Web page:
Vanessa Bryant will be donating the $16 million verdict she was awarded in her case against Los Angeles County to the Mamba and Mambacita Sports Foundation — the nonprofit organization founded by her late husband, a report said.
The organization, launched by Kobe Bryant after his retirement in 2016 as the Mamba Sports Foundation — a nod to his nickname, The Black Mamba — provides funding and sports programming for young athletes in underserved communities, according to its website.
Vanessa Bryant said Thursday she was donating the verdict proceeds to the foundation to “to shine a light on Kobe and Gigi’s legacy,” the Los Angeles Times reported.
The foundation was later renamed in 2020 after the 41-year-old NBA legend and his 13-year-old daughter, Gianna, were killed in a helicopter crash, according to the report.
A federal jury ruled Wednesday that LA County must pay Vanessa Bryant $16 million after first responders snapped and shared grisly photos of the 2020 helicopter crash that killed her husband, daughter and seven others.
The jurors also awarded $15 million to plaintiff Chris Chester, who lost his wife, Sarah, and daughter Payton in the Calabasas, California, accident.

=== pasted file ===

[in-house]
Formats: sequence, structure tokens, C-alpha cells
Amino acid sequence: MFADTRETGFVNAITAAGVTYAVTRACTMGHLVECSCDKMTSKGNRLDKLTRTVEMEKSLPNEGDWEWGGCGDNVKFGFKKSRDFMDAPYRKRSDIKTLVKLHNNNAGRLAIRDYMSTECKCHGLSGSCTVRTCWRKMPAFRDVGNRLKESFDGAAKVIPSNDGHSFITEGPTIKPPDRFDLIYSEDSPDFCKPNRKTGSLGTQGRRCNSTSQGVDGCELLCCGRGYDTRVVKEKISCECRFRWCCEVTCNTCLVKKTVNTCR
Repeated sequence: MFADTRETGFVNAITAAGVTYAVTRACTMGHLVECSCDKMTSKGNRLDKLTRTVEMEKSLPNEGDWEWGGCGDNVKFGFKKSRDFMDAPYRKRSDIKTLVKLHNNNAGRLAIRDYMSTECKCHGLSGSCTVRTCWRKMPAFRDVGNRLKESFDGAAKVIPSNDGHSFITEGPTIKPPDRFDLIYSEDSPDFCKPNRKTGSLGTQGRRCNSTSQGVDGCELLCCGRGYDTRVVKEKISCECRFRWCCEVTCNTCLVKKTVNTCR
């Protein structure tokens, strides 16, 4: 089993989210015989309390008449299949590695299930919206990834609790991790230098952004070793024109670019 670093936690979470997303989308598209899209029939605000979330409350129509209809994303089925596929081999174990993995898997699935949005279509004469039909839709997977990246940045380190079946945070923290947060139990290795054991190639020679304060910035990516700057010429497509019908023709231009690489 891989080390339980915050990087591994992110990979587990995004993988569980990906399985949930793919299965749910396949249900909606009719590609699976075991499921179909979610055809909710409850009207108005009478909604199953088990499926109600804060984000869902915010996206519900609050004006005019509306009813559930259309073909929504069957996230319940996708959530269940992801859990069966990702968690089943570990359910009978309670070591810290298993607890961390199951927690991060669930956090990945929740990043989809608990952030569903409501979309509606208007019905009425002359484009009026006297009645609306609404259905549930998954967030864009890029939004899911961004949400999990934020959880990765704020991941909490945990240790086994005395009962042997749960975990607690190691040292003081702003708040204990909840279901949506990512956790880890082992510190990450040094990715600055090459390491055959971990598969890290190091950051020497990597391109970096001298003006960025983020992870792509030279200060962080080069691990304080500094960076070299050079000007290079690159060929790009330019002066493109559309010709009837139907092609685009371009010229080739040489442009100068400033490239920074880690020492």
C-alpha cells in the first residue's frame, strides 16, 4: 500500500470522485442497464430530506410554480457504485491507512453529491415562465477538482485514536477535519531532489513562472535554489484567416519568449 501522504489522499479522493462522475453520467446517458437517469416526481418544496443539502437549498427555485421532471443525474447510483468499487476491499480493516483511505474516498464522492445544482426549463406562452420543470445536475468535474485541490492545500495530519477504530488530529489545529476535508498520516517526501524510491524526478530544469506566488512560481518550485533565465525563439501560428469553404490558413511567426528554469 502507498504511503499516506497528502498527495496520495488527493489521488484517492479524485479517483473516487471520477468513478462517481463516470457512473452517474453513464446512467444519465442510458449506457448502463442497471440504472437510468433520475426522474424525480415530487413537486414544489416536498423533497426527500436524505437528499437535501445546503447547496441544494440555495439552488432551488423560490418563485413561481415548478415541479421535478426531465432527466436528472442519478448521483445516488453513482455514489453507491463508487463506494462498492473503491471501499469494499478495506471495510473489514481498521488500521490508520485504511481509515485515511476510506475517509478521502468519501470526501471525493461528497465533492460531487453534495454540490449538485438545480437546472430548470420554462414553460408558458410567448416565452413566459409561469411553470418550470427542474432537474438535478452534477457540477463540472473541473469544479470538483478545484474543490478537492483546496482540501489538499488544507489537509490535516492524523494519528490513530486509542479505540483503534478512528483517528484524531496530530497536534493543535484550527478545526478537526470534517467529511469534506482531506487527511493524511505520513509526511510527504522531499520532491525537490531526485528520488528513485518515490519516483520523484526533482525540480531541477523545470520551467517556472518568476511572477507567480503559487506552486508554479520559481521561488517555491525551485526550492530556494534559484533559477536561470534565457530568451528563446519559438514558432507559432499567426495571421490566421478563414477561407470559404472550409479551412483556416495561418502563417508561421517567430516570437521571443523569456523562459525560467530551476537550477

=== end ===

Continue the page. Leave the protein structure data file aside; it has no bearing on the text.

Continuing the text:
“From the beginning, Vanessa Bryant has sought only accountability, but our legal system does not permit her to force better policies, more training or officer discipline,” her attorney Luis Li said in a statement to the paper. “Those measures are the responsibility of the sheriff’s and fire departments — responsibilities that Mrs. Bryant’s efforts have exposed as woefully deficient, even giving amnesty to the wrongdoers.”
After an 11-day trial, jurors unanimously found that the LA County Sheriff’s Department violated the constitutional rights of Bryant and Chester when they failed to train their employees on accident scene picture-sharing protocol.
In his statement, Li told The Times Bryant and Chester “brought to light the decades old practice of taking and sharing photos of accident and crime victims for no legitimate purpose.”
“It is Mrs. Bryant’s hope that this important civil rights case will put to a stop this abhorrent and callous behavior,” he added.
During the trial, Bryant and Chester’s attorneys chronicled how photos of the victims’ remains from the crash scene were shared between employees from LA County sheriff’s and fire departments and seen by some of their spouses.
The photos have not been made public, but Bryant, 40, testified that the prospect of the images being leaked made her “fear every day of being on social media and these popping up.”